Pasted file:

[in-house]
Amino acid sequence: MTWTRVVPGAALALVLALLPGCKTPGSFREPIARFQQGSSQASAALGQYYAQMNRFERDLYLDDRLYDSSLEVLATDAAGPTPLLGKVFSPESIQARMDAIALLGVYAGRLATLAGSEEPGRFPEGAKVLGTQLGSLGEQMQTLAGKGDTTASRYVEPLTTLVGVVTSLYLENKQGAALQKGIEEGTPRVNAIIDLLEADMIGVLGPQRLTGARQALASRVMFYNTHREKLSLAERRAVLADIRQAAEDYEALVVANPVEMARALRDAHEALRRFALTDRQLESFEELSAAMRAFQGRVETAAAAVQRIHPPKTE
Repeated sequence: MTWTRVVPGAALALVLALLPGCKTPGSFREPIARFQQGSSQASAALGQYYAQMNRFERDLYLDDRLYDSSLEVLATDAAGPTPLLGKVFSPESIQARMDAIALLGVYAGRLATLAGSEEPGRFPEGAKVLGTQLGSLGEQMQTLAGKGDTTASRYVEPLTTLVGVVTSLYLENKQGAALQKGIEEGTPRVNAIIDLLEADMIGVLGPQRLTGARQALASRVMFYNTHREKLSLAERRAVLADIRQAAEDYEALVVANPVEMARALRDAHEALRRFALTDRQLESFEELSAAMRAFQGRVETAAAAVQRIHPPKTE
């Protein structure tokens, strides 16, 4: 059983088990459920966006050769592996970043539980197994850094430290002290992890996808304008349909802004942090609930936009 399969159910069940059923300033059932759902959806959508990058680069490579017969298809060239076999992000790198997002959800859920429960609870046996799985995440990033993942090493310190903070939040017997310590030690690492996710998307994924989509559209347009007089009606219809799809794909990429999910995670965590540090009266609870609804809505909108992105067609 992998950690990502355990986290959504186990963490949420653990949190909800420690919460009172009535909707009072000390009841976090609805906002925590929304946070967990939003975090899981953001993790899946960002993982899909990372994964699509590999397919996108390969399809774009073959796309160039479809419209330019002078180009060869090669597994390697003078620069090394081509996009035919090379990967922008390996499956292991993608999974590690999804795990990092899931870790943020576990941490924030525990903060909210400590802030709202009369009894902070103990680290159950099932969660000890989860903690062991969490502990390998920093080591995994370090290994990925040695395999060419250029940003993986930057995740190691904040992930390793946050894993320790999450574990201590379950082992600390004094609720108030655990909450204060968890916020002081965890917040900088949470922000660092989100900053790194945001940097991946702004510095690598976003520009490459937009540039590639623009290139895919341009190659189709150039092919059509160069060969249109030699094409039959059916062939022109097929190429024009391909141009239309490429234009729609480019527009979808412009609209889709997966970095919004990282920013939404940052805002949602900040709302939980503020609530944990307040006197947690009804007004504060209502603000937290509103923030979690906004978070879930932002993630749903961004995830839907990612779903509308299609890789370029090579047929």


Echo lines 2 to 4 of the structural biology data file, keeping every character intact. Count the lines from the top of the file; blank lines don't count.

Amino acid sequence: MTWTRVVPGAALALVLALLPGCKTPGSFREPIARFQQGSSQASAALGQYYAQMNRFERDLYLDDRLYDSSLEVLATDAAGPTPLLGKVFSPESIQARMDAIALLGVYAGRLATLAGSEEPGRFPEGAKVLGTQLGSLGEQMQTLAGKGDTTASRYVEPLTTLVGVVTSLYLENKQGAALQKGIEEGTPRVNAIIDLLEADMIGVLGPQRLTGARQALASRVMFYNTHREKLSLAERRAVLADIRQAAEDYEALVVANPVEMARALRDAHEALRRFALTDRQLESFEELSAAMRAFQGRVETAAAAVQRIHPPKTE
Repeated sequence: MTWTRVVPGAALALVLALLPGCKTPGSFREPIARFQQGSSQASAALGQYYAQMNRFERDLYLDDRLYDSSLEVLATDAAGPTPLLGKVFSPESIQARMDAIALLGVYAGRLATLAGSEEPGRFPEGAKVLGTQLGSLGEQMQTLAGKGDTTASRYVEPLTTLVGVVTSLYLENKQGAALQKGIEEGTPRVNAIIDLLEADMIGVLGPQRLTGARQALASRVMFYNTHREKLSLAERRAVLADIRQAAEDYEALVVANPVEMARALRDAHEALRRFALTDRQLESFEELSAAMRAFQGRVETAAAAVQRIHPPKTE
């Protein structure tokens, strides 16, 4: 059983088990459920966006050769592996970043539980197994850094430290002290992890996808304008349909802004942090609930936009 399969159910069940059923300033059932759902959806959508990058680069490579017969298809060239076999992000790198997002959800859920429960609870046996799985995440990033993942090493310190903070939040017997310590030690690492996710998307994924989509559209347009007089009606219809799809794909990429999910995670965590540090009266609870609804809505909108992105067609 992998950690990502355990986290959504186990963490949420653990949190909800420690919460009172009535909707009072000390009841976090609805906002925590929304946070967990939003975090899981953001993790899946960002993982899909990372994964699509590999397919996108390969399809774009073959796309160039479809419209330019002078180009060869090669597994390697003078620069090394081509996009035919090379990967922008390996499956292991993608999974590690999804795990990092899931870790943020576990941490924030525990903060909210400590802030709202009369009894902070103990680290159950099932969660000890989860903690062991969490502990390998920093080591995994370090290994990925040695395999060419250029940003993986930057995740190691904040992930390793946050894993320790999450574990201590379950082992600390004094609720108030655990909450204060968890916020002081965890917040900088949470922000660092989100900053790194945001940097991946702004510095690598976003520009490459937009540039590639623009290139895919341009190659189709150039092919059509160069060969249109030699094409039959059916062939022109097929190429024009391909141009239309490429234009729609480019527009979808412009609209889709997966970095919004990282920013939404940052805002949602900040709302939980503020609530944990307040006197947690009804007004504060209502603000937290509103923030979690906004978070879930932002993630749903961004995830839907990612779903509308299609890789370029090579047929």